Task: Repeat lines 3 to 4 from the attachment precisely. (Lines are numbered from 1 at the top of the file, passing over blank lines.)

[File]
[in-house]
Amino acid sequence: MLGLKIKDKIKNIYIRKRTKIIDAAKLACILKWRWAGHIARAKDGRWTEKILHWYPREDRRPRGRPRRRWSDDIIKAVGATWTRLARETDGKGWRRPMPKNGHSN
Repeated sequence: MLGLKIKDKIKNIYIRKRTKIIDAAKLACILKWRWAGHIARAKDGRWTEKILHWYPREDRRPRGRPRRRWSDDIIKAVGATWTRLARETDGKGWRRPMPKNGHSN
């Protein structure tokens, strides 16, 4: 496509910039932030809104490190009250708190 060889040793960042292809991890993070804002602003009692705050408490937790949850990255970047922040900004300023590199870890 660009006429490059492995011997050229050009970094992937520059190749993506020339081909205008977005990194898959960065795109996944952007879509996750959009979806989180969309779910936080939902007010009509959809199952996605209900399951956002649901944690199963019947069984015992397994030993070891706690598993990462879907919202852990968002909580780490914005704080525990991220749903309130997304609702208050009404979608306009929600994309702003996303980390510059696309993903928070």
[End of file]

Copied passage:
Repeated sequence: MLGLKIKDKIKNIYIRKRTKIIDAAKLACILKWRWAGHIARAKDGRWTEKILHWYPREDRRPRGRPRRRWSDDIIKAVGATWTRLARETDGKGWRRPMPKNGHSN
């Protein structure tokens, strides 16, 4: 496509910039932030809104490190009250708190 060889040793960042292809991890993070804002602003009692705050408490937790949850990255970047922040900004300023590199870890 660009006429490059492995011997050229050009970094992937520059190749993506020339081909205008977005990194898959960065795109996944952007879509996750959009979806989180969309779910936080939902007010009509959809199952996605209900399951956002649901944690199963019947069984015992397994030993070891706690598993990462879907919202852990968002909580780490914005704080525990991220749903309130997304609702208050009404979608306009929600994309702003996303980390510059696309993903928070």